💡 The key things to note
- It has to indicate where the user is and how much there is to do to complete a purchase.
- Make it clearly noticeable.
- It must indicate their completion levels.
Keep the form files clean
Do not ask for unnecessary information during the checkout. This design of your form will impact the full checkout process. A well-designed form can show your users that your brand is helpful and professional and enjoyable.
So keep your form straightforward. Of course, some fields are mandatory, like email and address. But ask yourself, do you really need his date of birth to purchase dog food?
Hide layered navigation during the checkout process
The main purpose of layered navigation is to help customers in searching and locating products. However, it can distract the customer during the checkout process.
If you hide the layered navigation in the checkout, it will also keep the checkout page clean and hold the customers’ focus on their selected products, it’s pricing, and moving forward to the final step.
Fully functional “Back” button
Sometimes people press the back button to get back to the product page or to add a new one. If the Back button is not functional, it means the site may throw an error message.
This affects shopper’s experience negatively. Even it can turn into frustration if the user has to fill-up the form again.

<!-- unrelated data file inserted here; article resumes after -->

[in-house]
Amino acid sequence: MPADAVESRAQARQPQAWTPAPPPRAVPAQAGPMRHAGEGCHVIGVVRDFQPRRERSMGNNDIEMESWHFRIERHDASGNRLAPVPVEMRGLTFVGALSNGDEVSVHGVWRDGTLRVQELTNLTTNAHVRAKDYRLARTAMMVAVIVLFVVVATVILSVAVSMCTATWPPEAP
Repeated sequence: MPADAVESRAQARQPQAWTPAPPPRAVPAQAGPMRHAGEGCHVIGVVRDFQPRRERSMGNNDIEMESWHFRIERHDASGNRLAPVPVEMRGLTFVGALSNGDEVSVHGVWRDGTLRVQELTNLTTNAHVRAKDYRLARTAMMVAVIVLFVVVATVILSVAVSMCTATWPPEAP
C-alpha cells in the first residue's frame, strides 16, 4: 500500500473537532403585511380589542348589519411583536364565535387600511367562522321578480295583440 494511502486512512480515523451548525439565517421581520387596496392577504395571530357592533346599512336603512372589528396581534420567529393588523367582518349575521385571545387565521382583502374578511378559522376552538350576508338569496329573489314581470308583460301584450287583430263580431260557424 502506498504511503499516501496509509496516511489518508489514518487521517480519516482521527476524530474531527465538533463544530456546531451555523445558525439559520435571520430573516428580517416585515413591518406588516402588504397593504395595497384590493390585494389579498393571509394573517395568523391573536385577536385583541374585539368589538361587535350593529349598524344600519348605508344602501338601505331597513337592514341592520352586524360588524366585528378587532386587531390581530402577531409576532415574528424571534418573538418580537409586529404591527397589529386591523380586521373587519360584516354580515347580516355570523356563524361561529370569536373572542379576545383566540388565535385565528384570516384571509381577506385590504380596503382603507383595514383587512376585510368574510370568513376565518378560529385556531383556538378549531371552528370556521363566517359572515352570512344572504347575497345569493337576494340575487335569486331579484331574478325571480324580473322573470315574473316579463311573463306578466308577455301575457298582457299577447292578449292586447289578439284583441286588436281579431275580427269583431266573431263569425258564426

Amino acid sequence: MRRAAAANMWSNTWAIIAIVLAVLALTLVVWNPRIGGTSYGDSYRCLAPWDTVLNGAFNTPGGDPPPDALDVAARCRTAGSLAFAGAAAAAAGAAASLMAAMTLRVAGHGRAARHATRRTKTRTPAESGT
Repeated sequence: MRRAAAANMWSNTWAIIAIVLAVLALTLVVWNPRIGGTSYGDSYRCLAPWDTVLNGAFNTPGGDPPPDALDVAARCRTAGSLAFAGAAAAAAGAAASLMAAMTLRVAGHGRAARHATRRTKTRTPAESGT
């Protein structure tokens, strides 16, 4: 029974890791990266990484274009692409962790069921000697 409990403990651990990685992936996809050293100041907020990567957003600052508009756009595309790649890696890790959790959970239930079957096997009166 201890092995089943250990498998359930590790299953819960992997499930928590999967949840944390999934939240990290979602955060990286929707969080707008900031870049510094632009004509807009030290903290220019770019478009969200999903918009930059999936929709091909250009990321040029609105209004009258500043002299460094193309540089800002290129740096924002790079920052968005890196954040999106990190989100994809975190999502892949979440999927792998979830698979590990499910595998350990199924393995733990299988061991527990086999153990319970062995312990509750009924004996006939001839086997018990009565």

Saving the user’s data can solve this issue. Which means anytime they come back will see the form as they left earlier.
Provide a summary of purchasing items
Showing the ordered items in a summary helps them to double-check if they are purchasing the right items and right quantity. Should also show the delivery and total price.
This is very important to show every step of the checkout process.
Be transparent about charges. Let them know upfront
Showing shipping charges, taxes, or other charges on the last page can be very distracting. This makes your customer have a second thought and causes cart abandonment.
We should understand customer expectations that they want to know upfront how much things will cost them and what is the delivery time.
Show the payment option available at a very early stage. Some sites are putting it all the time in the footer of every page. It helps the customer to decide in early-stage how he can clear the payment.
I hope this article will help you to pick some ideas that can boost your conversion and lead to higher sales. E-commerce business highly depends on how smoothly your customer can complete their checkout.
However, keep that in mind that context is very important when you are designing checkout experience. Do proper user research, gather information, then decide based on your context. Do not forget to do user testing. It’s always worth it for the ecommerce checkout process.
- Do you really need a Multi-page checkout? Or Single Page Checkout can get the job done?
- Does your user need a subscription offer?
- How will you place the coupon or promo code?
Did I discuss these questions’ answer? Not really, because mostly these depend on your research outcome.
So by preventing all barriers, let’s provide our customers simple and convenient experience as we all want our customers to be happy with their shopping experience.
A UI/UX Designer with a background in Business Administration. He loves to explore complex problems and create experiences that work for both businesses and users.